Wednesday, May 20, 2009

Interview with Linda Style and Connie Flynn-Bootcamp for Novelists

Linda Style and Connie Flynn opened Bootcamp for Novelists Online, an online academy dedicated to writing the novel. Bootcamp for Novelists is a step-by-step approach to novel writing that begins with The Basics (taught by Connie) while at the same providing access to more advanced techniques, called The Polish (taught by Linda).

Tell us what's up with Bootcamp for Novelists. For instance, what are you teaching and who is it designed for?

Linda & Connie: Bootcamp for Novelists is designed for the writer who is strongly committed to becoming published. While we don't pile the work on, the program is consistent and rigorous, with a lesson and related exercise each week. While the hobbyist writer can gain from these classes, it is the dedicated novelists who gain the most. The exercises increase in difficulty and are designed to stretch both imagination and skill, always pushing the student to go beyond the box.

Connie: Hey, we didn’t call it a bootcamp for nothing. :-)

Linda: Our feedback is encouraging, always keeping the writer’s skill level in mind, but it is also direct. Our aim is to help the student grow and flourish as a writer.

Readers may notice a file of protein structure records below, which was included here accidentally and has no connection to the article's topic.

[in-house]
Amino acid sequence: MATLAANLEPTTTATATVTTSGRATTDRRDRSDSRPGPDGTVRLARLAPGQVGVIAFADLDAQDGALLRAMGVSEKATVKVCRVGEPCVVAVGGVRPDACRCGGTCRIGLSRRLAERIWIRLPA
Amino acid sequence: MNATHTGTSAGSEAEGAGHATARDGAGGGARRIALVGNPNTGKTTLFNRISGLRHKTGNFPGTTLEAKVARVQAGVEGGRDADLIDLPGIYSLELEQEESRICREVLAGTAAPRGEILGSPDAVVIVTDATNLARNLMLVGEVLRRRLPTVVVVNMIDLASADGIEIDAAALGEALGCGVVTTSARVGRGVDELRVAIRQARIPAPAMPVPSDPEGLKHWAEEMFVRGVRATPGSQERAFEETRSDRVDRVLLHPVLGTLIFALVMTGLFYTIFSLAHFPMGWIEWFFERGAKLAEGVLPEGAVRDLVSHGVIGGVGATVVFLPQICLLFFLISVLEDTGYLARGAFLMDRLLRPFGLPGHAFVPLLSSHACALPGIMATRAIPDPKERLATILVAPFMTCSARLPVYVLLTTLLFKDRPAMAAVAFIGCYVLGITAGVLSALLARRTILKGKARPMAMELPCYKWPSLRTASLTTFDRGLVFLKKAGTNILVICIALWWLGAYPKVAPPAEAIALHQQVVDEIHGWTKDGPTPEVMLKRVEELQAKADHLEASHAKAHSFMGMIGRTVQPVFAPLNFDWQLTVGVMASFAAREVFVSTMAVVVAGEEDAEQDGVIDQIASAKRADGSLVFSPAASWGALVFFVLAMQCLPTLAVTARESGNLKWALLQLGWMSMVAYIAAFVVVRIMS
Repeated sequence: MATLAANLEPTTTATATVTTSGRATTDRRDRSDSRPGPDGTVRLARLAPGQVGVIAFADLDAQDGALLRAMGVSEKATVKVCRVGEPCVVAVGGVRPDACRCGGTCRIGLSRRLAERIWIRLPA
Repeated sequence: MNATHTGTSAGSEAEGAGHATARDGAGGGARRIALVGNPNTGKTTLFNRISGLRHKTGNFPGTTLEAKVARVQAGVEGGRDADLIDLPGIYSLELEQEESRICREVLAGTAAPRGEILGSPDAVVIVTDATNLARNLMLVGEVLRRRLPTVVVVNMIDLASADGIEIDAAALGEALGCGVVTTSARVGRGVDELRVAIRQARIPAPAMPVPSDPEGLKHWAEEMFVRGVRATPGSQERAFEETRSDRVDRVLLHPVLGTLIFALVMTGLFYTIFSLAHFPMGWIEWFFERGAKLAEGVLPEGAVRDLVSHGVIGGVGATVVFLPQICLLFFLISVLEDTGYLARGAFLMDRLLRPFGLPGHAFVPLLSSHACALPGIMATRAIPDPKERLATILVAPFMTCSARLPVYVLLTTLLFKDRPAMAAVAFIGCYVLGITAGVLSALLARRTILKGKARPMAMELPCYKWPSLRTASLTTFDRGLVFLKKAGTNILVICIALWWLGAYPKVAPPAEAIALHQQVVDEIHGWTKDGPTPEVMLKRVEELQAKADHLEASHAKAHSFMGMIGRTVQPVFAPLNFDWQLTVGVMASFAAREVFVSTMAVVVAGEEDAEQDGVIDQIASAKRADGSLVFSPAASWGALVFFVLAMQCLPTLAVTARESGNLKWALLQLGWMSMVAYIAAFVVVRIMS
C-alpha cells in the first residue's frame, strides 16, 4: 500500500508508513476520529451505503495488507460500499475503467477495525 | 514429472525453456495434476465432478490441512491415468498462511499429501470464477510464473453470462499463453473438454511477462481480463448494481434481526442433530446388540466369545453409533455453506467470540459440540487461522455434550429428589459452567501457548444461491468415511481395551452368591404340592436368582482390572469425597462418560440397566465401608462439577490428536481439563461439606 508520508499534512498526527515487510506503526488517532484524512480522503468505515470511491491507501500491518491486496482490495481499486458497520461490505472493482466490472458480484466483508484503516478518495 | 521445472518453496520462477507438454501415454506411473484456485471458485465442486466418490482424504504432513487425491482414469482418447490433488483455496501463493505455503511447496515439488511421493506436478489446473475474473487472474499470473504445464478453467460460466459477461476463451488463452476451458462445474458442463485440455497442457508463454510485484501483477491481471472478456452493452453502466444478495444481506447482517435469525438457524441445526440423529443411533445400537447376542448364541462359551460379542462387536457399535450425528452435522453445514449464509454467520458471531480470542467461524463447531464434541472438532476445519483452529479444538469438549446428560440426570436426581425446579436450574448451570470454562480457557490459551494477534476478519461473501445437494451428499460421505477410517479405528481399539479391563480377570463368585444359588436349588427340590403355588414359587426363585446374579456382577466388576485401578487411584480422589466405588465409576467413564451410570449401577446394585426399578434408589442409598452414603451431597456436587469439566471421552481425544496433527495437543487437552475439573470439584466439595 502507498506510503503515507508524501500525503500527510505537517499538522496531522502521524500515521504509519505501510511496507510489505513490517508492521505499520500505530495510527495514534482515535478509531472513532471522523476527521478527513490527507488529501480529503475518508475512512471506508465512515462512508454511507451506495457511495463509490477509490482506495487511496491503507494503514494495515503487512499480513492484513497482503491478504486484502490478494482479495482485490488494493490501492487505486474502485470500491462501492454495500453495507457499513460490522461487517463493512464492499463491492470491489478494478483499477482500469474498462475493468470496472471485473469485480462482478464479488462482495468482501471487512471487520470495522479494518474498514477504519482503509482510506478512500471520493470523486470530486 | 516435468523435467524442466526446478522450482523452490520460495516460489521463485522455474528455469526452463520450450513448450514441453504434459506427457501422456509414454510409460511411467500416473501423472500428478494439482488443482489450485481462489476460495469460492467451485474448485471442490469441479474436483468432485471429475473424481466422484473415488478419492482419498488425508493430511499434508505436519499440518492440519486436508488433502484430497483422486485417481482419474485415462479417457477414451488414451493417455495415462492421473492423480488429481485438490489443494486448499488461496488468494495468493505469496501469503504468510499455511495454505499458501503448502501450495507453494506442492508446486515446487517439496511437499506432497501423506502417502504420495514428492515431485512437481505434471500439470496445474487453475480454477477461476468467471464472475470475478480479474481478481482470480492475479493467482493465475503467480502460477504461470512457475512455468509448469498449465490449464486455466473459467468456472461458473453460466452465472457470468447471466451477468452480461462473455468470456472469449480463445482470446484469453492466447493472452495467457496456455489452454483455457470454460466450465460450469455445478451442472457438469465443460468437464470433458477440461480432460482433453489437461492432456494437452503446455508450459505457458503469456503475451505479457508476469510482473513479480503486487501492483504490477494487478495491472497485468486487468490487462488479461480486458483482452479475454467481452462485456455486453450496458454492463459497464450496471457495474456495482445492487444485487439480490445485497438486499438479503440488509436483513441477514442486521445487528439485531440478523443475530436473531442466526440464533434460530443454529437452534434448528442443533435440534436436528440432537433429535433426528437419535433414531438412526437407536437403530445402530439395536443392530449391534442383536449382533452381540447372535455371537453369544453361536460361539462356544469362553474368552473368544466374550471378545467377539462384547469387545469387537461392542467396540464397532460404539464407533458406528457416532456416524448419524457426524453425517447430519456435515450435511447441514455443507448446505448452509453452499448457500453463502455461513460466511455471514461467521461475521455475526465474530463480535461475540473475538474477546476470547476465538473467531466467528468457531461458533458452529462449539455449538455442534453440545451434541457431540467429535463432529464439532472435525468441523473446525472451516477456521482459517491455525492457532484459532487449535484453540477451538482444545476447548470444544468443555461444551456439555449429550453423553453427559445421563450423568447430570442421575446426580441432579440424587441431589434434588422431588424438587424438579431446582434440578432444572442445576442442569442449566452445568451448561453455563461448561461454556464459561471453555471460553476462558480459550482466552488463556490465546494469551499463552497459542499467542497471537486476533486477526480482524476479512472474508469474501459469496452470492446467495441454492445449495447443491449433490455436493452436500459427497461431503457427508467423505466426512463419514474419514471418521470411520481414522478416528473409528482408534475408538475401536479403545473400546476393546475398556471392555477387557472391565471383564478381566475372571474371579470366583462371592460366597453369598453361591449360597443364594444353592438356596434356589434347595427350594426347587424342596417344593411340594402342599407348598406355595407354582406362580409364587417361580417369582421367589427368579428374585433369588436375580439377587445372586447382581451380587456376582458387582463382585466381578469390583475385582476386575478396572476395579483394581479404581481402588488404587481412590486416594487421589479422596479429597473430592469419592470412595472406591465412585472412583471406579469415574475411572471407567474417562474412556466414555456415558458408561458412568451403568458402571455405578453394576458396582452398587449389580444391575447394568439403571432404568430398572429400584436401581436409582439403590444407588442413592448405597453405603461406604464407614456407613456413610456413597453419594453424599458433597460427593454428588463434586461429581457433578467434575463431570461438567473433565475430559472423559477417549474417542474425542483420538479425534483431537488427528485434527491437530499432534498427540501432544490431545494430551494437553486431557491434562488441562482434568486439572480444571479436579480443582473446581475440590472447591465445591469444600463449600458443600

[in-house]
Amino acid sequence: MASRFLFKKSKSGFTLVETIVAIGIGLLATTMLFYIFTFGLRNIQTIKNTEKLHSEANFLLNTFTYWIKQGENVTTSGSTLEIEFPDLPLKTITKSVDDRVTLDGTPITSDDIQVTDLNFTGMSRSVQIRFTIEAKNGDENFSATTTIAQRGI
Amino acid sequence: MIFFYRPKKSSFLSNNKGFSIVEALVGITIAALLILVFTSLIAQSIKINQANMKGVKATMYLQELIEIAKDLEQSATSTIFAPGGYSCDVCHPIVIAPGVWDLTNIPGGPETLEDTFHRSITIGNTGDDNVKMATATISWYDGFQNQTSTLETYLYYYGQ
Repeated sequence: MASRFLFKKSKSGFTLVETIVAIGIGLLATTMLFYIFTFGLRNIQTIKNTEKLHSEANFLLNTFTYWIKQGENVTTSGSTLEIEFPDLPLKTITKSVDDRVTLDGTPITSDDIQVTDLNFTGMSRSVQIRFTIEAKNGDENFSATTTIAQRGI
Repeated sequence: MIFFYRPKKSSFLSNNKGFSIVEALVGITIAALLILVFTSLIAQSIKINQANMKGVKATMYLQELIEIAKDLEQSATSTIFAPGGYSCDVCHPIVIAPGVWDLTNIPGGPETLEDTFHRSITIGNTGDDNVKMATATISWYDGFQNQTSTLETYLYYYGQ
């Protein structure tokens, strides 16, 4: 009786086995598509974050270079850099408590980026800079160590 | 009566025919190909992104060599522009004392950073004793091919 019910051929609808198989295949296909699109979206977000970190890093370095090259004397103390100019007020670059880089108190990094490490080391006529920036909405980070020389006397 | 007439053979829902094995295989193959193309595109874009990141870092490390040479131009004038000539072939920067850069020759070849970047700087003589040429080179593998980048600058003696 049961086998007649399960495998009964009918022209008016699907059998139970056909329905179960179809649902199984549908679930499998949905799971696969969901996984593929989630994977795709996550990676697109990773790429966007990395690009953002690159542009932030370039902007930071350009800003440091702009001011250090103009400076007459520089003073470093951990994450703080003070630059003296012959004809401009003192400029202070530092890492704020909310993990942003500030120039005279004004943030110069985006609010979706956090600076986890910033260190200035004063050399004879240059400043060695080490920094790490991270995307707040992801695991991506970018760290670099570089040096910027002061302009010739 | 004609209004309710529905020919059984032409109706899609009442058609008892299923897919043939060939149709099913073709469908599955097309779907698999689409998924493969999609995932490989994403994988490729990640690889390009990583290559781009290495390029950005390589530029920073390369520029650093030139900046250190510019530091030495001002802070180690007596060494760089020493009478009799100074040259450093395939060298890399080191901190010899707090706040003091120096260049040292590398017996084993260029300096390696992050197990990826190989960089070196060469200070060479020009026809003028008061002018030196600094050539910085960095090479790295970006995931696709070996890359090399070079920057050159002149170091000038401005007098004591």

How did you come up with the idea for a bootcamp and why?

Connie: Partly, because we could. Linda and I each have in the area of twenty years of writing and teaching experience. We're both published authors and are familiar with current publisher expectations. We both take a commercial approach to fiction writing and are lucky enough to have the ability to pass this on to others.

Linda: Connie and I have been good friends for years, and we’ve taught workshops together and separately, online and in classes. Doing so, we were very aware of how difficult it is for new writers to get an integrated education on writing the novel. We’ve also shared a belief that anyone can learn to write fiction if given the proper tools. A step-by-step program that takes a writer from the beginning of his novel to the end seemed the most natural way to do it.

So, you just said, let's go out and start a school?

Connie: It did kind of happen that way. There are so many areas to master in writing a novel. Characterization, plotting, conflict, structure, prose handling.

Linda: Then there's the marketing part—how to find an agent, what genre to write in, attending conferences, talking to editors, query letters, synopses. You name it, the working novelist is an entrepreneur and has to master many different skills.

Connie: So, yes, both of us being entrepreneurs ourselves, we decided an online program would be perfect. The idea of online classes isn’t new, but the Bootcamp step-by-step program is unique. Our goal is to provide an education in a manner for writers to learn what they need to learn, when they need to learn it.

You have two different levels, is that right?